Tips On Buying Used

Not long ago I had the pleasure of meeting a young man about 15 years old. He and his family were dining in the same restaurant as my wife and I. Dad first approached me because he noticed the Walker Mowers logo on my shirt. His son was close behind. They began asking me questions and showing me pictures of the 1984 Model MS they had recently purchased.


It looked its age, but you could certainly sense their enthusiasm of owning their first Walker Mower. We talked a bit more and parted with a promise that I would come by and look at his recent purchase and give him some operational and maintenance advice.

That conversation got me to thinking about all of the used Walker Mowers that are still out there. With over 140,000 Walker Mowers being built in the last 36 years, there are certainly a lot of them with life left. In a given week, it’s not uncommon for our technical service department to receive calls from current and potential customers asking what they should look for when inspecting a used Walker they are interested in.

used-mower.jpgThis got me to thinking about a list of items that I would look at if I were in the market for a used Walker Mower. This is by no means an exhaustive list, but would make up the main items for a good first inspection. After checking these initial items, if you feel that a more detailed inspection is in order, check with your nearest Walker Dealer. They will be able to provide a more comprehensive inspection of engines as well as other major components. It may cost you a few dollars, but it will be worth it.

Engine. The first thing to check would be the engine. Are the fins clear of debris? Is the valley between the cylinders on V-twin engines clear, allowing air to pass unrestricted? Is the oil clean and at the proper level, and does it smell burnt or like gasoline, which would both be red flags? Is the air cleaner assembly intact and sealed? When the filters are removed, does it show signs of dirt passing into the intake?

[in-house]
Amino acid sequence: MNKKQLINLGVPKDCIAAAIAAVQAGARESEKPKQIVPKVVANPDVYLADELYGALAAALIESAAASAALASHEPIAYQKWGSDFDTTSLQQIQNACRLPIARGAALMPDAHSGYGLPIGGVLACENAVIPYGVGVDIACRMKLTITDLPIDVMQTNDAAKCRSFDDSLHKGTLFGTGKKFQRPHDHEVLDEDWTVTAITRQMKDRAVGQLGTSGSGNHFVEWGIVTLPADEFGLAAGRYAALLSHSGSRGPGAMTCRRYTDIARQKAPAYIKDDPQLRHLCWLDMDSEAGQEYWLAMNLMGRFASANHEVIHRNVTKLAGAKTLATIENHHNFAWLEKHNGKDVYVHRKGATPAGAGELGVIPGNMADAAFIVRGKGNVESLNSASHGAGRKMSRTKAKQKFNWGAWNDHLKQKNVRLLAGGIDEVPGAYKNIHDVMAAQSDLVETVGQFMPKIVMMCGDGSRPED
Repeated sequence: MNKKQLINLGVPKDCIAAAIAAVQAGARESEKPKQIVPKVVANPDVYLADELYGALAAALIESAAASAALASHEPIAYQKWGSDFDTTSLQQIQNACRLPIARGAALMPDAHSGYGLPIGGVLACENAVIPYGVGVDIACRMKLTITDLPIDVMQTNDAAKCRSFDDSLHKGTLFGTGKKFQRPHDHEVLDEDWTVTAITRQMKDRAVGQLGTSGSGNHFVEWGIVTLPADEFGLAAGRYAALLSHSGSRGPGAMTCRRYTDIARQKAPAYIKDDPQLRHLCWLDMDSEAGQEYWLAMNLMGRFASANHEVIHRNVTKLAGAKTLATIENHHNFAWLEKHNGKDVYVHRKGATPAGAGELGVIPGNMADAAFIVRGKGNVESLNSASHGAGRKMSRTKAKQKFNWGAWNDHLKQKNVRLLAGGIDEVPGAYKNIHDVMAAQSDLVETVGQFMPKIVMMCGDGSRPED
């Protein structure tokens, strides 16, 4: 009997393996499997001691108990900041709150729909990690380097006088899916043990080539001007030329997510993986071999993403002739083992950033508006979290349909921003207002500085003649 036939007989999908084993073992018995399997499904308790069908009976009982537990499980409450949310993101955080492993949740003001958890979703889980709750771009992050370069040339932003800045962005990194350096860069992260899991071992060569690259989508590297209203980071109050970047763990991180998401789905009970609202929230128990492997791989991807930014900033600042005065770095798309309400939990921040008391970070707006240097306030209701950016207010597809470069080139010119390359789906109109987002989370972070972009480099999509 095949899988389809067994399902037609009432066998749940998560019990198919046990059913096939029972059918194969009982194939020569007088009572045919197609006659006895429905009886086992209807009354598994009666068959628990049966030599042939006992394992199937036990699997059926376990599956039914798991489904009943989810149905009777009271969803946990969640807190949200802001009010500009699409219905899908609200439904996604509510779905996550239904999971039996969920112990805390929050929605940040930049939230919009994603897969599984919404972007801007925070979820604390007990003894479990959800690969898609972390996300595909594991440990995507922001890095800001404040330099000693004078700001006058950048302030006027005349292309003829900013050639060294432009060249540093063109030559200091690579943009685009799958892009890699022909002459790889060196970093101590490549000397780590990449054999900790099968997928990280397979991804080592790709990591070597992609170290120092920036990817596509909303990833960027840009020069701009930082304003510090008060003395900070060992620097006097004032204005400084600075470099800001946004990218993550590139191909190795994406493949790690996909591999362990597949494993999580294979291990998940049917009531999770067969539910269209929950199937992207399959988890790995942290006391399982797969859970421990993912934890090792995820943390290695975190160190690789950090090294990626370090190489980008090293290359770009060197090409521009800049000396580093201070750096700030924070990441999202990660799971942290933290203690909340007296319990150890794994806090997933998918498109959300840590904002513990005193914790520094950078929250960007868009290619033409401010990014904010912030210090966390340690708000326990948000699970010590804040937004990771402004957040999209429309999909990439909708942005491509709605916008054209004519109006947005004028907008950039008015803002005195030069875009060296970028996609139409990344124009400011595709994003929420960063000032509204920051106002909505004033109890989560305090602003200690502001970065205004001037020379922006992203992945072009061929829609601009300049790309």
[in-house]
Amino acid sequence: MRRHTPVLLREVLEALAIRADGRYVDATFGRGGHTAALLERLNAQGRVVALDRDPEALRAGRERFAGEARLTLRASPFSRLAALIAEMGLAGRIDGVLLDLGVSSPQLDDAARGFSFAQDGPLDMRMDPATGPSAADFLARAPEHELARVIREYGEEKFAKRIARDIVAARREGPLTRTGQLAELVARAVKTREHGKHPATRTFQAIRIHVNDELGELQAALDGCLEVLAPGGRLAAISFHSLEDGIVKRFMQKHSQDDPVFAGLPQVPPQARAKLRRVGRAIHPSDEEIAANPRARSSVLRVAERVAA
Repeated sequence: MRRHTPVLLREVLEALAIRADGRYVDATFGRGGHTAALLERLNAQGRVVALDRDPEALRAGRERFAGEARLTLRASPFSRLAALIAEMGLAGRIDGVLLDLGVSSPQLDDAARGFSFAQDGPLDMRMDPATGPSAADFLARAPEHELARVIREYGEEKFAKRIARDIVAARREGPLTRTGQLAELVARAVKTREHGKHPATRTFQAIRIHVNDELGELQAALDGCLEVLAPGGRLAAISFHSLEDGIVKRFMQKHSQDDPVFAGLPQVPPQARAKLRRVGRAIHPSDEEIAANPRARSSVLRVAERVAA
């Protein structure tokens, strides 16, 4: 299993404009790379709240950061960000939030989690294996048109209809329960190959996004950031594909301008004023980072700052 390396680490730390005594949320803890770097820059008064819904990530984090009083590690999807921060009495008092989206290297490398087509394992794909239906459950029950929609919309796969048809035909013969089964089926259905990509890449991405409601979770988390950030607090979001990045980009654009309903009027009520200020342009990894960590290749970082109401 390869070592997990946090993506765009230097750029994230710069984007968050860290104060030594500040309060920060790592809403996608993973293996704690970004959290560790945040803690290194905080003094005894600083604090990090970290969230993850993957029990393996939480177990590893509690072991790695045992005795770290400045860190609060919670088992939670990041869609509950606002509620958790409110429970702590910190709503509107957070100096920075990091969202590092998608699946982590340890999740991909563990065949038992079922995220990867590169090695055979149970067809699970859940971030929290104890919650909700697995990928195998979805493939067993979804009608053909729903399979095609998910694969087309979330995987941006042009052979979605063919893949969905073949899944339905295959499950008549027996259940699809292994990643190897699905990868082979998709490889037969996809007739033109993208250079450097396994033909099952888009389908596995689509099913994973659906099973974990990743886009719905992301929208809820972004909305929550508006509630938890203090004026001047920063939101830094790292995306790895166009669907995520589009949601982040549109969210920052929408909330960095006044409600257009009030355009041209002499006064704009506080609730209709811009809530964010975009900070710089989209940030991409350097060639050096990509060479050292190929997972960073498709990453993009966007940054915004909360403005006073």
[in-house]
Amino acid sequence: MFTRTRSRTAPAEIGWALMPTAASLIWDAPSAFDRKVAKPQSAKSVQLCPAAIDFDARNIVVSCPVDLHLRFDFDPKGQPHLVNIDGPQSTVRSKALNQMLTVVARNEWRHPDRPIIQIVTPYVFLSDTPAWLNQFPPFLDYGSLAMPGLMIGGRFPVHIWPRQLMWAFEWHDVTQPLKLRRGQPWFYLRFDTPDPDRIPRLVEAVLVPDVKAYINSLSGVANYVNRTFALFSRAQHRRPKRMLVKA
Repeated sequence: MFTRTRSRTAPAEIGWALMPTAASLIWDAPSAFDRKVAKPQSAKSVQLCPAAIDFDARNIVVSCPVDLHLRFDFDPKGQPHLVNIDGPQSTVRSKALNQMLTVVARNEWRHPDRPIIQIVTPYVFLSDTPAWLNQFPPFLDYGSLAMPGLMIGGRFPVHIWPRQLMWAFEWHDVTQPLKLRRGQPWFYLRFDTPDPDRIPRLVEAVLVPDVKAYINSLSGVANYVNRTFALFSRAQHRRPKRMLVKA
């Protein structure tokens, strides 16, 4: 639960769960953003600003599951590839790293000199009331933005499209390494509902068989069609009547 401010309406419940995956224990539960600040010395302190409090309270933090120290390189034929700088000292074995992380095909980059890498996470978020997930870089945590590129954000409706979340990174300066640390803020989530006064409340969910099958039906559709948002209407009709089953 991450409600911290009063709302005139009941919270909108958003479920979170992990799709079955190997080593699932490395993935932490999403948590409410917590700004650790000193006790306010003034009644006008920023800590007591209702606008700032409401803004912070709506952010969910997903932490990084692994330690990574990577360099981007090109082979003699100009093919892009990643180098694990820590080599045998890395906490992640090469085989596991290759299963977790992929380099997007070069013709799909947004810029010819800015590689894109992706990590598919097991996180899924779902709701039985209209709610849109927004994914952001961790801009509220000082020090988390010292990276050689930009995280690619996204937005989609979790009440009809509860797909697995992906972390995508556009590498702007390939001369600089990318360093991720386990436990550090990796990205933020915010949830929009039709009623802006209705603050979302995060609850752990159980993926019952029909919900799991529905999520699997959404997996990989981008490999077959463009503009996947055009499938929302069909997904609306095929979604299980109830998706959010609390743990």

Transmission. Next inspect the transmissions for signs of leaks, which would show as dirt mixed with oil around input and control shafts. Are the cooling fins clean and clear of packed dirt or anything that would prevent complete airflow across the unit and effect its ability to cool properly? Typically, oil-soaked dirt is a sign of low oil in the transmission, so this should be checked as well. Make sure the cooling fans are not missing or broken.

Drives. Next on the list would be the final drives. Based on the age and model, this would be either a chain drive or a cast iron gear reduction drive. With a chain drive, the obvious inspection points would be the chain and sprocket, rust, end-to-end play in the links, and sharp teeth on the sprocket are signs of wear. With the sealed gear box, look for oil leaks and axle bearing play. Check oil level and quality of the oil.

Check the PTO and deck gear boxes for oil leaks and level. Next, look the chassis over for cracks near the PTO mount and the side bars where the gear axles are mounted.

If the unit is grass-handling, inspect the deck chute for cracks and holes, the blower for excessive wear, and the body chute. Does the PowerFil work properly and the door seal adequately? Finally, do a quick check of pulleys and belts for possible wear and belt glazing caused by slipping.

This inspection takes little time and requires little work on your part. It will give you a good idea of the condition and maintenance practices of the current owner. If at that point you are comfortable with your findings, it would still be a good idea to have a Walker Dealer inspect it because a second opinion never hurts.

The dealer can also look at the warranty history and check for any advisory, service or recall bulletins that may pertain to the mower. Also ask the dealer to use the serial number to verify the date of manufacture and to make sure the machine is not listed as stolen in the Walker database.

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